Care home staff look set to be forced to have Covid jabs as ministers prepare to confirm their plans within days.
The government has proposed changing the law to make vaccinations a “condition of deployment” for staff in care homes for older people in England.
There had been warnings it could hit staffing levels, and trigger legal action by workers who could claim the rule is a breach of European human rights law.
But the BBC and The Times revealed ministers have now decided to press ahead with the policy to protect care residents. Whitehall sources confirmed the plans.
Trade Secretary Liz Truss refused to confirm the details but said an announcement is “very imminent”. It’s understood it will be made within days after a consultation closed last month.
Affected workers will have 16 weeks to have the vaccine or face being fired under the policy, according to the BBC.
Separately, ministers have indicated they will also open a consultation on forcing some or all NHS staff to have the jab in the same way.
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The Department of Health and Social Care (DHSC) will reportedly launch two separate consultation exercises in the next few days into making Covid and flu jabs mandatory for NHS staff.
Vaccine Minister Nadhim Zahawi said earlier this month: “We’ve been consulting in terms of a condition of deployment into social care. I think it’s only right that we look at the healthcare system as well.
“It’s absolutely the right thing, it would be incumbent on any responsible government, to have the debate, to do thinking, as to how we go about protecting the most vulnerable by making sure those who look after them are vaccinated.
“There is precedent for this. Obviously surgeons get vaccinated for Hepatitis B. So it’s something we are absolutely thinking about.”
Ministers believe the arguments in favour of protecting patients from potentially infectious staff now outweigh those that gives health workers the right to choose whether or not to be jabbed.
The British Medical Association, which represents doctors, said that while they want all NHS staff to get jabbed, “compulsion is a blunt instrument that carries its own risks”.
It said: “While some healthcare workers are already required to be immunised against certain conditions to work in certain areas, any specific proposal for the compulsory requirement for all staff to be vaccinated against Covid-19 would raise new ethical and legal implications.”
Staff working some areas, such as surgery, must be vaccinated against some viruses such as hepatitis B.
The chair of the National Care Association, Nadra Ahmed, warned the move could lead the sector to collapse.
She told Times Radio: “We have got 83% [of staff] already vaccinated. We have over 95 or 96% of residents vaccinated.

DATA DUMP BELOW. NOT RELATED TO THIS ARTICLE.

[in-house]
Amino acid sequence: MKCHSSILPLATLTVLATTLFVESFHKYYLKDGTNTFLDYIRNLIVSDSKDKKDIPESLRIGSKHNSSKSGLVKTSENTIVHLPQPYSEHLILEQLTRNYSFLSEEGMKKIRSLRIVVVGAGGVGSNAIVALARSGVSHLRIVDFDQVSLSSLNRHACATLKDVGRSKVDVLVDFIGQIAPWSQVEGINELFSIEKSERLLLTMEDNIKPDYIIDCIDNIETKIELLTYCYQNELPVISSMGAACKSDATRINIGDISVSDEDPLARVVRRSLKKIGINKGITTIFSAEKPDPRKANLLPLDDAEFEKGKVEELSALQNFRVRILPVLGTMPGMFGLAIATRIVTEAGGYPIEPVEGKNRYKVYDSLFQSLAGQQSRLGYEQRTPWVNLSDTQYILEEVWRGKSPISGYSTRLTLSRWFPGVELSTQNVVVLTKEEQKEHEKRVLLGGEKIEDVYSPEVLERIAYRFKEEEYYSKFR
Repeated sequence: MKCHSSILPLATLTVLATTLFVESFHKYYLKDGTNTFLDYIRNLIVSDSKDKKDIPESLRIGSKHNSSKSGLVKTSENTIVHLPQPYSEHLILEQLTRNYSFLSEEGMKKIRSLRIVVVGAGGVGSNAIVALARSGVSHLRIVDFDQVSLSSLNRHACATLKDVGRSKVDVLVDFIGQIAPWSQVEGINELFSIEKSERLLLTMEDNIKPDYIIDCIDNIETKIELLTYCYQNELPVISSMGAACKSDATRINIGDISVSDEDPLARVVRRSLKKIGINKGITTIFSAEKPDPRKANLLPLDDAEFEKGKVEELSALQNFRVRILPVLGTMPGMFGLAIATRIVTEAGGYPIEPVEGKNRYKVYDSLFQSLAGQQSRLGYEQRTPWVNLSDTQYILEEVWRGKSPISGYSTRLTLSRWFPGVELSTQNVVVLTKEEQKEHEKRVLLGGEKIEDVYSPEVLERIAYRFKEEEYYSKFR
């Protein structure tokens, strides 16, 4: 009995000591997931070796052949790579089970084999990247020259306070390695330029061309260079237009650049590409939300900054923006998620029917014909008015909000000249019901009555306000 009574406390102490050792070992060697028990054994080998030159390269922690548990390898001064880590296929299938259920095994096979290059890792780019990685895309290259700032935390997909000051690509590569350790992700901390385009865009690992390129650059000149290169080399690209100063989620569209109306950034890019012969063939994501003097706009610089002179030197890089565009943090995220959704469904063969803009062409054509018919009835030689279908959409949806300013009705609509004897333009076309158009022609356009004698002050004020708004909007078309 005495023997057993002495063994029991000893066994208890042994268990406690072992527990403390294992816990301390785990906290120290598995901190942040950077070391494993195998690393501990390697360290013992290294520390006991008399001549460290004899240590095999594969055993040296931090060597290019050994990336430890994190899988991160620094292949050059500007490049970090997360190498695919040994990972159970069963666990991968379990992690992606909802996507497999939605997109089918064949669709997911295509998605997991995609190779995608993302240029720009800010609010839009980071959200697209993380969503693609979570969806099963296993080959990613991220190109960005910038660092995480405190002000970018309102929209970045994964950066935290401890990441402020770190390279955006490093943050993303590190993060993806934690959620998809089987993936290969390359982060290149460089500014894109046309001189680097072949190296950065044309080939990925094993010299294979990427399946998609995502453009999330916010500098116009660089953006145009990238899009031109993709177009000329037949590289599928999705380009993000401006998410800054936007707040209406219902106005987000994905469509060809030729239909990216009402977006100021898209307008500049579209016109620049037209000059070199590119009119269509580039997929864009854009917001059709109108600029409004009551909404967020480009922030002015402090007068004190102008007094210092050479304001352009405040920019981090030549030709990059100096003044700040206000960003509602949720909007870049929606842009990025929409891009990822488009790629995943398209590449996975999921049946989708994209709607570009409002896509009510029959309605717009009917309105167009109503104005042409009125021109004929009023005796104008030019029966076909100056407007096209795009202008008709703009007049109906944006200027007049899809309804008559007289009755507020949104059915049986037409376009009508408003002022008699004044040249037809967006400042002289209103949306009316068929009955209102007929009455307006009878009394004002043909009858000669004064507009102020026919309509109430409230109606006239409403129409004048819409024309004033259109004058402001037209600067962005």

“We absolutely back the fact that the vaccine is the way out of the pandemic in some shape or form. But compelling somebody, I think that’s a whole new territory.
“If we lost the other 16-17% who do not want to have this vaccine, we will find a sector in collapse because we won’t have the workforce to deliver the care to the most vulnerable people in this country…How are we going to make this work?”
The NHS Confederation, which represents health service trusts in England, has described plans for compulsory vaccines for staff as “unhelpful”.
It also warned that hospital bosses are “unlikely” to welcome the move.
One NHS boss told the Guardian: “If you are going to go down this route of mandation for NHS staff, you will get into a direct confrontation with a group of staff who you’re forcing to do this at a time when you’re denying them a decent pay rise but also saying how much you love them.
“The government hasn’t thought through the consequences of this. Hospital trusts could end up having to suspend or even dismiss members of staff who continue to refuse to be vaccinated against Covid in defiance of a policy requiring them to get jabbed,” the senior figure said.
The Government is drawing up the plans despite data showing that 89% of NHS staff had had their first dose and 82% had had both as of June 6.
But take-up has been lower among social care staff with statistics showing that 83.7% of staff in adult care homes had received at least one dose and 68.7% had been double-jabbed by June 6.
A DHSC spokesperson told the Mirror: “Vaccines are our way out of this pandemic and have already saved thousands of lives – with millions of health and care staff vaccinated.
“Our priority is to make sure people in care homes are protected and we launched the consultation to get views on whether and how the government might take forward a new requirement for adult care home providers, looking after older people, to only deploy staff who have had a COVID-19 vaccination or have an appropriate exemption.
“The consultation ended on Wednesday 26 May and we will publish our response in due course.”